Will the less advanced companies get the message and take the steps required to weave social media into their business processes? Some will — eventually — and others never will, but there are underlying reasons why they aren’t the best places to work or the most advanced organizations. With their competitors getting on board, you have to wonder how long the least advanced companies with the least desirable work environments will last long.
In response to the last post, challenging Barclay Communications’ rationale for blocking employee access to social media, a blogger named Jeremy Probert, on the wordmonger’s blog (lower case is his, not mine), declared social media to be “stupid and vainglorious.” He wrote:
It’s been a long time, gentle readers, since I came across something that deserves an award for its icky, sticky, company hippy nature, its inherent stupidity and intellectual laziness and its truly horrible smug and self-satisfied tone. But today is the day – it chills my very soul to introduce this, the Stop Blocking website and it disheartens me even further to link to this, a piece entitled ‘Demolishing Barclays Communications’ Blocking Argument Point-by-Point’.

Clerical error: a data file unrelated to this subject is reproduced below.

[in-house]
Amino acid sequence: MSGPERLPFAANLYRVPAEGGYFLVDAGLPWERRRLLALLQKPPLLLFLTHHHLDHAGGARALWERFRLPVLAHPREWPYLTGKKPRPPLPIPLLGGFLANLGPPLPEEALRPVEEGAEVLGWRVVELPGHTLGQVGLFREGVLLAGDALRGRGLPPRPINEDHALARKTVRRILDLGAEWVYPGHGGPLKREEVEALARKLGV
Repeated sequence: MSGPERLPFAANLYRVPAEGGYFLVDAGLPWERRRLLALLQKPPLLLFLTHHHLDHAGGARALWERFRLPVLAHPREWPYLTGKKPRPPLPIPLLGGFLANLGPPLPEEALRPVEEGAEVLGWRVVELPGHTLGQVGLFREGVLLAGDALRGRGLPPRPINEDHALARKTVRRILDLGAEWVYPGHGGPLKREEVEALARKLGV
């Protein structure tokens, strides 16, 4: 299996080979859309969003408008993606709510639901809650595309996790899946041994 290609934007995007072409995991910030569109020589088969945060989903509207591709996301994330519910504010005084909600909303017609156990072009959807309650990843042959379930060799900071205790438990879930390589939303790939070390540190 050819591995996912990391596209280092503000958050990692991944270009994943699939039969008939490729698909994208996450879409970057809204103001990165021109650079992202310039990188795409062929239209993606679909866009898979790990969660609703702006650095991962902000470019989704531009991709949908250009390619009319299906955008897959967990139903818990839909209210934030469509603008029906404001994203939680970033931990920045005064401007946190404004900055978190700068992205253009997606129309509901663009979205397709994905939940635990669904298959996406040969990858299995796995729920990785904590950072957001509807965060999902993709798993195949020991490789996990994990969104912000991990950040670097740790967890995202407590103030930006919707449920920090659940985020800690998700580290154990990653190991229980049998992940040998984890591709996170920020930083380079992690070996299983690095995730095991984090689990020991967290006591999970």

At first, I dismissed this as just another business pundit whose worldview hasn’t shifted since “The Organization Man.” But Jeremy does make points that are worth addressing debunking.
Most of Jeremy’s challenges are based on the fact that he read just this post, and didn’t bother with the rest of this blog where his arguments have been addressed repeatedly. Still, there’s nothing wrong with reiterating and reinforcing these points (which Jeremy generously calls “idiocies”):
Apparently, all workers, regardless of status or paygrade, put in extra hours and therefore compensate for any time that they may waste using social networks. Of course they do. In the same way that they all love the company that they work for, its senior management and its brands
We’re mostly talking about information and knowledge workers. And no, not every one of them put in extra hours. However, there is clear evidence from substantial, empirical, comprhensive research that Millennials do. As for those who don’t (and this point will re-emerge repeatedly), clearly communicated and enforced policies will deal with abuse.